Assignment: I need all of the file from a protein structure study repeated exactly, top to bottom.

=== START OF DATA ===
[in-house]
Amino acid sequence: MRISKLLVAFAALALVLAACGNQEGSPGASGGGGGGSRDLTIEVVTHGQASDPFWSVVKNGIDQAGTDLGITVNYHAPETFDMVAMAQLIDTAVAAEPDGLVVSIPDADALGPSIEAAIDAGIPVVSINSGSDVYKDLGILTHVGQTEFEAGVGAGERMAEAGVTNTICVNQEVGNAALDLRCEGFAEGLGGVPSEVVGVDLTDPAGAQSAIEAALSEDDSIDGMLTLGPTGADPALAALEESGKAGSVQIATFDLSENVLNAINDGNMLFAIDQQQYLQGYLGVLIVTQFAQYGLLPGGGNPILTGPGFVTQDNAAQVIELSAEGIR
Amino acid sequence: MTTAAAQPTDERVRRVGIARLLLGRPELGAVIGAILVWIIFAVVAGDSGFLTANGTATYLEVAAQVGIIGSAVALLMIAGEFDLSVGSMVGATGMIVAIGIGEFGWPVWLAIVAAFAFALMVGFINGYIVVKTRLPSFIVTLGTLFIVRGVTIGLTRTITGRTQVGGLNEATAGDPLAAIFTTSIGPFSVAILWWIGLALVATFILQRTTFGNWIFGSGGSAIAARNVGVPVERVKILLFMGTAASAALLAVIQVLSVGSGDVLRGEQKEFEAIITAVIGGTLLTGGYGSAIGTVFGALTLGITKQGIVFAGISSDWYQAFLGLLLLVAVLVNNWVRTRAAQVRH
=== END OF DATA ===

[in-house]
Amino acid sequence: MRISKLLVAFAALALVLAACGNQEGSPGASGGGGGGSRDLTIEVVTHGQASDPFWSVVKNGIDQAGTDLGITVNYHAPETFDMVAMAQLIDTAVAAEPDGLVVSIPDADALGPSIEAAIDAGIPVVSINSGSDVYKDLGILTHVGQTEFEAGVGAGERMAEAGVTNTICVNQEVGNAALDLRCEGFAEGLGGVPSEVVGVDLTDPAGAQSAIEAALSEDDSIDGMLTLGPTGADPALAALEESGKAGSVQIATFDLSENVLNAINDGNMLFAIDQQQYLQGYLGVLIVTQFAQYGLLPGGGNPILTGPGFVTQDNAAQVIELSAEGIR
Amino acid sequence: MTTAAAQPTDERVRRVGIARLLLGRPELGAVIGAILVWIIFAVVAGDSGFLTANGTATYLEVAAQVGIIGSAVALLMIAGEFDLSVGSMVGATGMIVAIGIGEFGWPVWLAIVAAFAFALMVGFINGYIVVKTRLPSFIVTLGTLFIVRGVTIGLTRTITGRTQVGGLNEATAGDPLAAIFTTSIGPFSVAILWWIGLALVATFILQRTTFGNWIFGSGGSAIAARNVGVPVERVKILLFMGTAASAALLAVIQVLSVGSGDVLRGEQKEFEAIITAVIGGTLLTGGYGSAIGTVFGALTLGITKQGIVFAGISSDWYQAFLGLLLLVAVLVNNWVRTRAAQVRH